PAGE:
Broken Crayons Still Color

I recently saw a meme online that touched my heart:

Broken crayons still color.

That simple message struck home with me, and I adopted it as my own mantra (with no claim to ownership of course).

Its meaning resonates: just because something is damaged doesn’t mean it can’t do the job.

An argument could probably be made that everyone is damaged in their own way. In some, the damage is apparent to the naked senses. Some people go to great lengths to hide their particular damage.

I’m damaged. Not only is it not a secret, I’m also probably more vocal about my disability than most.

Before learning of my disability in 2008, I had used my notoriety in the entertainment world to try to be a role model.

You see, I didn’t have a father in my life, so growing up I relied on role models as a primary source of inspiration and education in my quest to become a good person.  So when the opportunity came for me to be role model, I embraced it. It was like I was giving back to the universe what others had once instilled in me.

There’s not a clear-cut way to know if you’ve had a good influence on people, but I figure if I made a difference in even one life, the effort was worth it.

Then life happened.

When I was diagnosed with mental illness in 2008, it shattered my world.

It turns out I’d been suffering from mental illness as early as four years old. But for whatever reason it went flying under the radar. I was considered “unique” or “different”. That label was an excuse by parents, teachers, and peers to not confront the reality that I operated in a different reality.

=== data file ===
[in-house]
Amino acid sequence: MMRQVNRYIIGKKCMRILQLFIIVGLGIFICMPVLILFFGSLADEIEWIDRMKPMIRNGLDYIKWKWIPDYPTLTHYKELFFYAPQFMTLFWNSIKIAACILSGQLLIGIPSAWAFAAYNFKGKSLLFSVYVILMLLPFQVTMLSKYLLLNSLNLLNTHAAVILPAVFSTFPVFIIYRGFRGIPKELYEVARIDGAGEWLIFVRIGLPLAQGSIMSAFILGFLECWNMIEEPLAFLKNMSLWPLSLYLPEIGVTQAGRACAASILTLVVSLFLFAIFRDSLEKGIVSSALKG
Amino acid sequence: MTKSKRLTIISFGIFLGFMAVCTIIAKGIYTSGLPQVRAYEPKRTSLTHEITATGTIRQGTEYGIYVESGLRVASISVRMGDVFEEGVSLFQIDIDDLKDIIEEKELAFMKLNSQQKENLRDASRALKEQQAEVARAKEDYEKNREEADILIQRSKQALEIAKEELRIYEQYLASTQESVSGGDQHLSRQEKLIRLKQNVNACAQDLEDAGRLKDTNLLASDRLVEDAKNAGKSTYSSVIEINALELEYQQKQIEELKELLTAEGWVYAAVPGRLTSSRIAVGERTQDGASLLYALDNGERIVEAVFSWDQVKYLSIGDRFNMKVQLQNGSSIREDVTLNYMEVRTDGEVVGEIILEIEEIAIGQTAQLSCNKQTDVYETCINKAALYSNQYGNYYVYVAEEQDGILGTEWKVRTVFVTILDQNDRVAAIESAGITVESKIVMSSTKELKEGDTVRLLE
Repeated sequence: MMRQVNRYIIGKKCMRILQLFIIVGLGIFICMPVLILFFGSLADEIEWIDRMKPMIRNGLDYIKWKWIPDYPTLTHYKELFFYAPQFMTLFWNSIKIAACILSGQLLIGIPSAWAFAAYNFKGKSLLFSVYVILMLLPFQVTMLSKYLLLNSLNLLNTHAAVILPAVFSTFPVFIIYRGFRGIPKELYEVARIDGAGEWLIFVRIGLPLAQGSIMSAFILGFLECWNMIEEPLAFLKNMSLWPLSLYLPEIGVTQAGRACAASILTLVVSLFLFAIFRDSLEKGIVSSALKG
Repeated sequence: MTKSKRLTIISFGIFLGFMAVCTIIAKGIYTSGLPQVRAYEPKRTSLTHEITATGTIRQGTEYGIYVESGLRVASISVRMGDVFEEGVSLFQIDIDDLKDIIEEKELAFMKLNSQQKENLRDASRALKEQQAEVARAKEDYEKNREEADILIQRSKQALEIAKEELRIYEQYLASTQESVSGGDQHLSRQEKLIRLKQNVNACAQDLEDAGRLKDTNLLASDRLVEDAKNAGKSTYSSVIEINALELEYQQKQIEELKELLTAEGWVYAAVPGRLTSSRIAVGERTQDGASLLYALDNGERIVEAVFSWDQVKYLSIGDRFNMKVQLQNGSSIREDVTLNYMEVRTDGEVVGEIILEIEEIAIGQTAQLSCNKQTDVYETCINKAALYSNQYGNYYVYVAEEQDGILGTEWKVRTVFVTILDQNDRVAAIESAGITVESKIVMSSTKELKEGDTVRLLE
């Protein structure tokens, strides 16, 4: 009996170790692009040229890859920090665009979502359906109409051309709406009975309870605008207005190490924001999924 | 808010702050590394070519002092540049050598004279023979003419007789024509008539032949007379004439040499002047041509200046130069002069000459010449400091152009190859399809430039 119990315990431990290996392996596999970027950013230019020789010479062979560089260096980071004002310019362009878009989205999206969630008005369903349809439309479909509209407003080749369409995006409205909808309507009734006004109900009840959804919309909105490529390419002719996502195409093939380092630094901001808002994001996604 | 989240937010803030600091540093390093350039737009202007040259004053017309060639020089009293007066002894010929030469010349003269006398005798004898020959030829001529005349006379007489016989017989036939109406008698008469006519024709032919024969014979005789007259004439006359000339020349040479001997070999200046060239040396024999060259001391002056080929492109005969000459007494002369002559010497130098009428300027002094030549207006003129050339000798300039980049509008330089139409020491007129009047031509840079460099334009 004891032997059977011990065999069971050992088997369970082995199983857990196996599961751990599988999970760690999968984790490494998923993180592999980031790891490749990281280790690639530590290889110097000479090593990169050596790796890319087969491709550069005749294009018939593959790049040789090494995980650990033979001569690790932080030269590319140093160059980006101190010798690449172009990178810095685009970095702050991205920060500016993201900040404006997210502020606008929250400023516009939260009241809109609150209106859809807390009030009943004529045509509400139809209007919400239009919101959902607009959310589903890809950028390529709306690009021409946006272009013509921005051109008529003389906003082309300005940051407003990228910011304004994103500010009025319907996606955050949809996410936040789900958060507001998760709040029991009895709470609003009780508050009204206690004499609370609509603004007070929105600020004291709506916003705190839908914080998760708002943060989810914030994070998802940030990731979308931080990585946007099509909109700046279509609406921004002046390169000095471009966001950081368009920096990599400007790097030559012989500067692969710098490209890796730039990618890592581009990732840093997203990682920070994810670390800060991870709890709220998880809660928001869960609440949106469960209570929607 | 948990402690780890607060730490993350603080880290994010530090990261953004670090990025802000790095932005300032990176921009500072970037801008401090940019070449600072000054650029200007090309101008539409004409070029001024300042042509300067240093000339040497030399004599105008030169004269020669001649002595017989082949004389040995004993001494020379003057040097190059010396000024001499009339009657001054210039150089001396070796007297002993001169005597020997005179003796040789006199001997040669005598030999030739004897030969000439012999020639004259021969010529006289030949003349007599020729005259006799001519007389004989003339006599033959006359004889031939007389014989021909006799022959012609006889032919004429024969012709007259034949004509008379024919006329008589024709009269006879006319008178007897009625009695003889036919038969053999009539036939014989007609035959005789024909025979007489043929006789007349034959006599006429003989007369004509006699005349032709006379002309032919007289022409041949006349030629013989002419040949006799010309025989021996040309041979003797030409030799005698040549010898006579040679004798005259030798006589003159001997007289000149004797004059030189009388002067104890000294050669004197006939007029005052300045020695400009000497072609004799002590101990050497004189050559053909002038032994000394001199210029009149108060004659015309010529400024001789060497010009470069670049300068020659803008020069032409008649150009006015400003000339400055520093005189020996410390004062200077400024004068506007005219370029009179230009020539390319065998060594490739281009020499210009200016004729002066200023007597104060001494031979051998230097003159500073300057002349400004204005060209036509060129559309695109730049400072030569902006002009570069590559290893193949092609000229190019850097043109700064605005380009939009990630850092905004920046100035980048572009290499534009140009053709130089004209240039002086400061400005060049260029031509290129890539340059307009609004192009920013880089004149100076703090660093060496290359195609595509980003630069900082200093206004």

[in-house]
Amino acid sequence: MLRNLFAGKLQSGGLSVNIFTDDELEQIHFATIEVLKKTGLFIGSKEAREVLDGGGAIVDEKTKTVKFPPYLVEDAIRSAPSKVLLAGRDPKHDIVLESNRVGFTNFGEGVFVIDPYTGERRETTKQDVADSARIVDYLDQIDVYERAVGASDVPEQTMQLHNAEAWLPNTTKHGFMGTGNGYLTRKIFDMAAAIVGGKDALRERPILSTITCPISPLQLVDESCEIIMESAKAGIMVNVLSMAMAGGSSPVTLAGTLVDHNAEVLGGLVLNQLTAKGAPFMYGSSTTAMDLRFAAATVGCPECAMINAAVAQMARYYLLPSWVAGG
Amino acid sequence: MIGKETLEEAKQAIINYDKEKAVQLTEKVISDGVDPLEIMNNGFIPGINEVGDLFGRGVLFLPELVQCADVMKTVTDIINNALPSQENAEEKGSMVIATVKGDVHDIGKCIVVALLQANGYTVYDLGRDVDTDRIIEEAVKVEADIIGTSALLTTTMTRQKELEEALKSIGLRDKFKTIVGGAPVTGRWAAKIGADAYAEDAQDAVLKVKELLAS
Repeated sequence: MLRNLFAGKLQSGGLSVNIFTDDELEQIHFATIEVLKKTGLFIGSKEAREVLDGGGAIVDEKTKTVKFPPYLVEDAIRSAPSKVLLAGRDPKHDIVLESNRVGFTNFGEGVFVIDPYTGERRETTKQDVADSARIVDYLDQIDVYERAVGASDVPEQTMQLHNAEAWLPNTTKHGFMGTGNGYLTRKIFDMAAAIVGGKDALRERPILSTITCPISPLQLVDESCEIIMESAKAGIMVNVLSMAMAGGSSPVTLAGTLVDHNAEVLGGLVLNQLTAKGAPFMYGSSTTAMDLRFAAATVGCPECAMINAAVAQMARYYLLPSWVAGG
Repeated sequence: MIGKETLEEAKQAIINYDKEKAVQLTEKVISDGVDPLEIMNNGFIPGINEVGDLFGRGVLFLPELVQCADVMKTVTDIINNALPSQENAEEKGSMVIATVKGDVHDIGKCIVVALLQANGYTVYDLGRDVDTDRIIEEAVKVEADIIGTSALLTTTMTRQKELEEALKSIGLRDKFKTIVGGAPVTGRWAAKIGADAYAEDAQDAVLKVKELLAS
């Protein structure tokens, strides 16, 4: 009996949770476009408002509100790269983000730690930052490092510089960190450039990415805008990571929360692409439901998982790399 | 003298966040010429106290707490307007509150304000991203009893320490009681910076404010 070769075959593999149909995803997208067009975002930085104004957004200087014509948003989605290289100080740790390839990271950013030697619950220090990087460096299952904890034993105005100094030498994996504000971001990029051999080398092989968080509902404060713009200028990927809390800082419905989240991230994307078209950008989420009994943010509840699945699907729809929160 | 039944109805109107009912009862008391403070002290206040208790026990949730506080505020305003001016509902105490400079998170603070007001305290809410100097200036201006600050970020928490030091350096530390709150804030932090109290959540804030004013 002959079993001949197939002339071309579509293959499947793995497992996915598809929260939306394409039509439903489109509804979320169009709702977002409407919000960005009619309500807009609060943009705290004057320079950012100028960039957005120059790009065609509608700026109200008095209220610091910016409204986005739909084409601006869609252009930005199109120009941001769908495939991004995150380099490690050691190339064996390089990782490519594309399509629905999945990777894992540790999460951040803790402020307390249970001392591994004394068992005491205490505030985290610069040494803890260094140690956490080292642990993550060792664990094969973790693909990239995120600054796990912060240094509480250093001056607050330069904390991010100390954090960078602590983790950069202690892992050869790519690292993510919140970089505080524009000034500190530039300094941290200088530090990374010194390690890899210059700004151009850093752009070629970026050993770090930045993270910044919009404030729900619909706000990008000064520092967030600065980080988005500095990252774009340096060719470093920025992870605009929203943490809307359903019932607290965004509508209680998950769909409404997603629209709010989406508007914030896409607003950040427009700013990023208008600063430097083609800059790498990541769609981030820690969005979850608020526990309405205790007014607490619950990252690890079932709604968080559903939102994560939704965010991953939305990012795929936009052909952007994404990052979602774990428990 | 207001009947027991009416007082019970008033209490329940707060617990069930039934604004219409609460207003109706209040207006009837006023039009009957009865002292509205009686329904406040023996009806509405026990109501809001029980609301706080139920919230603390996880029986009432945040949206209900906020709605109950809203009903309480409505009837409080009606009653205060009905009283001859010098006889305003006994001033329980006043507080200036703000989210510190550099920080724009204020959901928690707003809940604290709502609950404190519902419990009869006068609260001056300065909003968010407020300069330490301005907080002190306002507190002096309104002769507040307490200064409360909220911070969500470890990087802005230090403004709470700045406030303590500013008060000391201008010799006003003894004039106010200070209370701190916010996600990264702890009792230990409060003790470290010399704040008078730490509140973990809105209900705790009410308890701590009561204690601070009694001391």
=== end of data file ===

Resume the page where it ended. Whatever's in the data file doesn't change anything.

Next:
When I was finally diagnosed in 2008, everything I thought I knew was called into question. And, there was no road map; no clear set of directions on how to handle the confusion, and stigma that comes with carrying a diagnosis. I had to learn to live again.

If sharing my experience of how I have navigated the road from mental illness diagnosis to striving to become a contributing member of society can help others, by all means I’ll share every detail. For a jumping off point, you can read the book Unbecoming Travolta, my memoir detailing the early stages of my battle with mental illness.

So, I’m a broken crayon. I admit it. But I can still do certain things that my particular kind of crayon are able to do whether broken or not. I can still be a part of creating a beautiful picture.

I am of the firm belief that everyone can contribute the greater beauty should they desire. For some of us, it takes more work than for others.

In 2019, Ali Stroker defied all odds to become the first actress who uses a wheelchair for mobility to win a Tony Award for her unconventional role in the Broadway revival of Oklahoma!

Long before that, actress Marlee Matlin became the first deaf actress to win an Academy Award for Best Actress in Children of a Lessor God.

From a diagnosis in my own neck of the woods, the late actress and author Carrie Fisher achieved success despite carrying the label of bipolar.

Heisman Trophy winner Herschel Walker had a very successful career in professional football even though he has a diagnosis of dissociative identity disorder. He also was an Olympic Bobsledder and an undefeated mixed martial artist.

No matter what you deal with on a day to day basis, don’t let life stop you from living.

Embrace the type of crayon that you are and create something beautiful on the tapestry of your life.

I believe in you.

Peace. Love. Trust.

If you appreciate the nature of my words here, I ask that you take just a moment to share this article with your social media of choice.

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